Sunday, September 13, 2015

Horizon (2015) Toronto 2015

Portrait of Icelandic landscape painter Georg Gudni who changed the way people looked at landscapes.

Gudni's work pretty much entails abstract landscapes where nothing is certain and its as if you're looking through a fog at what might be a landscape. These are lore landscapes of the mind rather than reality. Gudni says in one clip that a landscape we are looking at may or may not be an actual place.

A long slow trippy mediation on Gudni and his work much of the film is gorgeous shots of the empty landscapes of Iceland and Gudni's art all set to meditative score that is like listening to a new agey soundscape album. Its the sort of thing that one can zone out to on the big screen and travel across the country without ever leaving your seat. Seeing it in the dark on a big screen is a real treat.

Cut into the the visual splendor are a bunch of talking heads who discuss Gudni's work and life in various contexts as well as lots of footage of Gudni painting and explaining his work. Viggo Mortensen who published a volume of Gudni's work is listed prominently in the promotional material  but is only in the film fleetingly. This material is less intriguing than the landscapes and the art. There is a sameness after a while and for me I kind of grew tired. A lot of what was said and seen seems simply to be variations on what we've seen and heard before.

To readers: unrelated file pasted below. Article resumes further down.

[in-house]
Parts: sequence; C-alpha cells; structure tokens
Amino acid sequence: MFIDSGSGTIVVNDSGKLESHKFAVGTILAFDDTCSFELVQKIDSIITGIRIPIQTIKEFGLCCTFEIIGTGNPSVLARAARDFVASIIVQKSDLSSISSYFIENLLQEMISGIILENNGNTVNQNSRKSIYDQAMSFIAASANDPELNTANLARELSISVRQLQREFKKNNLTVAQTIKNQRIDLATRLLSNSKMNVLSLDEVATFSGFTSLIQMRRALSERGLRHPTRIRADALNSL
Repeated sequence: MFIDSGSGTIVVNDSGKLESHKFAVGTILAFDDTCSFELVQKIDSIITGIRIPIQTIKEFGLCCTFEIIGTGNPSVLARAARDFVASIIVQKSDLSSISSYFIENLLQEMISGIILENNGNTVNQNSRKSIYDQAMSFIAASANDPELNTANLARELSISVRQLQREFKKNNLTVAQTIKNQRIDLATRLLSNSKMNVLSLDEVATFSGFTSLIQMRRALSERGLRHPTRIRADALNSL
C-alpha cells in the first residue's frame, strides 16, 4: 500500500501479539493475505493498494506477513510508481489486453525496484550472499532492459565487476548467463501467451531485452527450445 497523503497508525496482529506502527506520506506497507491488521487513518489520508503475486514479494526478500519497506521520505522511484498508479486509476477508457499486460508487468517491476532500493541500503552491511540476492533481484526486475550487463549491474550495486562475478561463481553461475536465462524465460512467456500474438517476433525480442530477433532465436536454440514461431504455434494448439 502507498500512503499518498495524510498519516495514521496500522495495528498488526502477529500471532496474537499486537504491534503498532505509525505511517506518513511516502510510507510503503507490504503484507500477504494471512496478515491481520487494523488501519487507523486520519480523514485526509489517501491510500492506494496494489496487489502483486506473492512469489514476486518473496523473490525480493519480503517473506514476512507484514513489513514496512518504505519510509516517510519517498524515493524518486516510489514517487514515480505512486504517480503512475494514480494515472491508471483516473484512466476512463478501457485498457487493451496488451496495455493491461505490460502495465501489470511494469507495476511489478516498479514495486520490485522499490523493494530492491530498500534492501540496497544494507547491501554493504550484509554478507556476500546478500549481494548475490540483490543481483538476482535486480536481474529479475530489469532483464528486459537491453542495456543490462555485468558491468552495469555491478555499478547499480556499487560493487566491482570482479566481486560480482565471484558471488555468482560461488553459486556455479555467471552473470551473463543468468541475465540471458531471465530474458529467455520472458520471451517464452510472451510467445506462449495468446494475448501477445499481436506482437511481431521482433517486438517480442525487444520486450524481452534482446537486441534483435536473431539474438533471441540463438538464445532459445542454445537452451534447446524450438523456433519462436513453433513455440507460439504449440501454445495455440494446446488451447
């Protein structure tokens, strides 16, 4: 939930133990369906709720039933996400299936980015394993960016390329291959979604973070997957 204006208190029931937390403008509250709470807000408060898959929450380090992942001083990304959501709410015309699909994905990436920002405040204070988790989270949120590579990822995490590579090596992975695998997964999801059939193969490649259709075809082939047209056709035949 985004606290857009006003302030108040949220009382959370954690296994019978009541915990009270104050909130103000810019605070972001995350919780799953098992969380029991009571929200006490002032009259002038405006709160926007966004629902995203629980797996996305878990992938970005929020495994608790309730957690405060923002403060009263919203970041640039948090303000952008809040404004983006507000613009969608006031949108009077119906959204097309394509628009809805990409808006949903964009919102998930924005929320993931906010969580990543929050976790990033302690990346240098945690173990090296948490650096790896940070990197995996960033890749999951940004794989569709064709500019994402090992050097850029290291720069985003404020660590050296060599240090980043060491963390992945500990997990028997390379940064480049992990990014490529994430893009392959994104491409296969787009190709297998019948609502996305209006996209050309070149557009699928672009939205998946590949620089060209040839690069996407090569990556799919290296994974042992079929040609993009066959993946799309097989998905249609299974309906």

I don't dislike the film I just wish it didn't seem that if you stripped out the shots of the art and the landscape of Iceland this film could almost be about any other artist.

Definitely worth trying on a big screen where you can get lost in the visuals, not so sure about anything else.

The film a has two more gone of the 15th and one on the 19th. For more information and tickets go here.

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